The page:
A Plea to the Television Gods
Joan fans try to keep the faith.
Written by Filed under Arts & Entertainment
In a television universe revolving around sex, humor and shock value, Joan of Arcadia stood out like a beacon of light. That is, until mid-May, when CBS abruptly cancelled the show after just two seasons. The introspective drama, which aired on Friday evenings, featured a suburban teenaged girl (Amber Tamblyn as Joan) who reluctantly talked to God whenever He appeared to her, usually in the body of a casual acquaintance. The irony is that even though Joan starred a gaggle of teenagers and featured heavy doses of popular music, it was cancelled because its audience was too old (median age 53.9)—a victim of CBS’s desire to become the most popular network among 18- to 49-year-old viewers.
CBS’s move surprised fans of the program, many of who still cannot believe that a critically acclaimed, Emmy-nominated program with such wide crossover appeal could be cancelled so soon. Everyone from teens to grandparents identified with the spiritual issues raised through its diverse collection of characters, including a science geek (Joan’s younger brother), a wheelchair bound former jock crippled in an auto accident (Joan’s older brother), an artist (Joan’s boyfriend), and a tough-talking rebel (female friend). In short, there was something for everyone, especially parents, who used the show as a springboard to begin dialogues with their adolescent children about sensitive issues.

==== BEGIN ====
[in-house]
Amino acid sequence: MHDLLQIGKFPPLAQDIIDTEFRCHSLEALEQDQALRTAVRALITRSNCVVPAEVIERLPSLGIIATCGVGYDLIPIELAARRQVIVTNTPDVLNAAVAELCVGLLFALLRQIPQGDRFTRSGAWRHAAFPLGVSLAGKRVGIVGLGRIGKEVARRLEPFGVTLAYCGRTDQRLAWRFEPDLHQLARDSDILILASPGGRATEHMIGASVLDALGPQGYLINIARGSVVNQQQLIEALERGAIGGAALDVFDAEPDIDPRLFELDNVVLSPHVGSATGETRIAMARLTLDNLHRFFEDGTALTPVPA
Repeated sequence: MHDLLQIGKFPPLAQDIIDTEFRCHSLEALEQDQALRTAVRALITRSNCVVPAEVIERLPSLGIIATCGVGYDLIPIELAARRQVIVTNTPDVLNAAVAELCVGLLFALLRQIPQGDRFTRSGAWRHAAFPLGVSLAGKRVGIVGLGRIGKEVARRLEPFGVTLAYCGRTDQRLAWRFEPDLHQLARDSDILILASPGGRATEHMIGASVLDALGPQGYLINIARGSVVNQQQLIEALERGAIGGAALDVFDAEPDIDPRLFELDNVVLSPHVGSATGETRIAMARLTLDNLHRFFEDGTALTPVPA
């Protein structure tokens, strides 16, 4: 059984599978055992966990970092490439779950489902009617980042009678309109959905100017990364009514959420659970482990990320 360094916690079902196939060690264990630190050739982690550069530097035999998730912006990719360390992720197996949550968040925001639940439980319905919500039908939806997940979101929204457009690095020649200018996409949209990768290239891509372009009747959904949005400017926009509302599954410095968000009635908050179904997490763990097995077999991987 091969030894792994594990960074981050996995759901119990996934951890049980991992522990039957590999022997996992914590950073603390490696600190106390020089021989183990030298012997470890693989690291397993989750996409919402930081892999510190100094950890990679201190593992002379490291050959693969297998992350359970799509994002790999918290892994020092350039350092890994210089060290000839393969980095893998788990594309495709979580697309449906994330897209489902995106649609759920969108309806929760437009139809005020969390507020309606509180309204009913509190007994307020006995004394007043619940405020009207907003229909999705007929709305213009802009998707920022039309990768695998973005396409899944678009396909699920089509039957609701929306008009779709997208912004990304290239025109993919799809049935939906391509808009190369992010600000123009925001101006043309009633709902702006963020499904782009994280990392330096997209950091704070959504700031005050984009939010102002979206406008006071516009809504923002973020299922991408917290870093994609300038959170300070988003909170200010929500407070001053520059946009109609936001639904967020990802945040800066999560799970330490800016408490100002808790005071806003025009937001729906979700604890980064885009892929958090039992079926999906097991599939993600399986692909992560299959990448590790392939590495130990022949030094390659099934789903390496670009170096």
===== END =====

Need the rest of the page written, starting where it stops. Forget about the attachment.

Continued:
Among the devoted young followers was Angela Williams, 24, who launched savejoanofarcardia.com on May 19 in an effort to get CBS to either reconsider its decision or sell the program to another network. “Most of the people I know watched the show and it’s popular on the Internet so it was a little hard to believe that CBS decided to cancel it. After I got over the shock I was angry and determined to do what I could to get people together and save the show,” asserts Williams. To that end, Williams (as well as Webmasters of other fan sites like joanofarcadia.com) have been encouraging loyalists to make contact with CBS and its competitors and make their feelings known.
Before and after the cancellation many observers contended that if CBS wanted to attract younger viewers it should have simply moved Joan to another night of the week, an opinion with which Williams concurs. “Teens go out on Friday nights,” she says. “It’s going to be difficult to convince them to stay home and watch television when they’re in the peak of their adolescence and want to be with their friends.”